Ho-Sheng Lin, M.D., F.A.C.S.
Ho-Sheng Lin, M.D., F.A.C.S., associate professor of the Wayne State University School of Medicine’s Department of Otolaryngology and leader of the Head and Neck Oncology Multidisciplinary Team at the Barbara Ann Karmanos Cancer Center, is the first surgeon in Michigan to use the da Vinci Surgical System to perform minimally-invasive surgeries on head and neck cancer patients who visit the center for treatment.
For patient Robert Spears, 70, of Detroit, there was no hesitation when it came to choosing the minimally-invasive method. “Using the robotic surgery was great because it kept my features intact,” he said. “Robotic surgery was my No. 1 choice.”
Spears is one of the patients Dr. Lin has operated on since he began performing surgeries using the da Vinci Surgical System for head and neck cancers a year ago. Da Vinci has been used to treat prostate, urologic and gynecologic cancers in the past. It was approved by the U.S. Food and Drug Administration in January for surgery on the tonsils, base of tongue, supraglottis and pharyngeal wall.
“The da Vinci Surgical System has made major changes in how we operate on head and neck cancer patients,” said Dr. Lin, who also serves as chief of the Section of Otolaryngology in the Department of Surgery at the John D. Dingell VA Medical Center. “In the past, we would be reluctant to operate on many of the patients with cancer involving the back part of the throat and voice box because of the high degree of morbidity associated with this type of surgery. We would typically recommend radiation or chemoradiation as the first line of treatment. Da Vinci is really making a big difference.”
Spears noted that his health has mostly been good even though he had smoked since he was 14. He gave up smoking cigarettes when he was 49 and switched to a pipe. It was only when he experienced a persistent sore throat starting in March of last year that he suspected something was wrong. As a retired Army sergeant first class, he visited the John D. Dingell VA Medical Center emergency room and was diagnosed in October with cancer of the tonsils, the lymph nodes and the parathyroid. Doctors also discovered a large tumor on the base of his tongue.
Patients diagnosed with head and neck cancer, like Spears, typically have to prepare for major, invasive surgery that may require a surgeon to make long incisions through the jaw and throat to gain access to the oral cavity. In Spears’ case, Dr. Lin would have had to split his chin and break his jaw to perform the radical tonsillectomy, the tumor resection on his tongue, the removal of four teeth and surgery on the roof of his mouth -- the sort of surgery that often results in facial disfigurement and difficulty eating, speaking and swallowing.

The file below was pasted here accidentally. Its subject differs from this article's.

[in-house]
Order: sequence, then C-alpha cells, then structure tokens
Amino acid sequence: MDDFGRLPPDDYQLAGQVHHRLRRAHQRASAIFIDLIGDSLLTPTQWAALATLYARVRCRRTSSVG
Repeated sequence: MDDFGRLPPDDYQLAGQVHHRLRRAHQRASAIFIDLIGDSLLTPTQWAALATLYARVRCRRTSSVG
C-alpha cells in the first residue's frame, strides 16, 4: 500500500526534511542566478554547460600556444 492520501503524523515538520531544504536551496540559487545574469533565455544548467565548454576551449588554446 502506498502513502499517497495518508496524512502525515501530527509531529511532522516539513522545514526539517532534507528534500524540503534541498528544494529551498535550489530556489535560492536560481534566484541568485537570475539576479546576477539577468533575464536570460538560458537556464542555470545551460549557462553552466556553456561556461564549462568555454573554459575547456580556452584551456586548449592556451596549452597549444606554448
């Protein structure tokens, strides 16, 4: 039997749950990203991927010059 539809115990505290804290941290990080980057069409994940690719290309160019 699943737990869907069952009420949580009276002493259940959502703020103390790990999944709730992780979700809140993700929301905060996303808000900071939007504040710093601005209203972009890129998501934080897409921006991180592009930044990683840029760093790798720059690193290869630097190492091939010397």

“With the old way of performing surgery, it’s pretty hard to operate on the patient,” Dr. Lin said.
With da Vinci, the same procedure takes only one or two hours. The system is a surgeon-guided robotic system that allows the physician to perform the surgery through the mouth without the need for external incisions. The tiny robotic surgical instruments placed inside the mouth follow the exact movement of the surgeon’s fingers and hand to execute precise and delicate procedures to remove cancerous tissue.
Da Vinci also comes with a three-dimensional, high-definition viewing screen, which provides the surgeon a clearer view of the operative field in the back part of the throat and voice box.
With the traditional surgical method, patients would remain in the hospital recovering for one to two weeks. Dr. Lin said patients can leave the hospital a few days after minimally-invasive robotic surgery. Other possible benefits of the da Vinci system include less blood loss, no visible scarring, no tracheotomy, fewer surgical complications and better cancer control.
Spears said that he is cancer-free today. Following the surgery, he went through chemoradiation, which he completed in mid-February. Because of the surgery, his radiation oncologist, Harold Kim, M.D., associate professor or Radiation Oncology, was able to reduce the radiation dose to the primary site, which may potentially reduce long-term complications associated with high-dose radiation.
Spears has regained his ability to swallow after losing that for two months. He is hoping to regain his sense of taste, which doctors have told him will return in three to six months. His voice has been affected, but he is able to eat most foods.
“I feel great,” Spears said. “Dr. Lin was very nice and very thorough in explaining the procedure to me. I received wonderful service at Karmanos and everyone has been great.”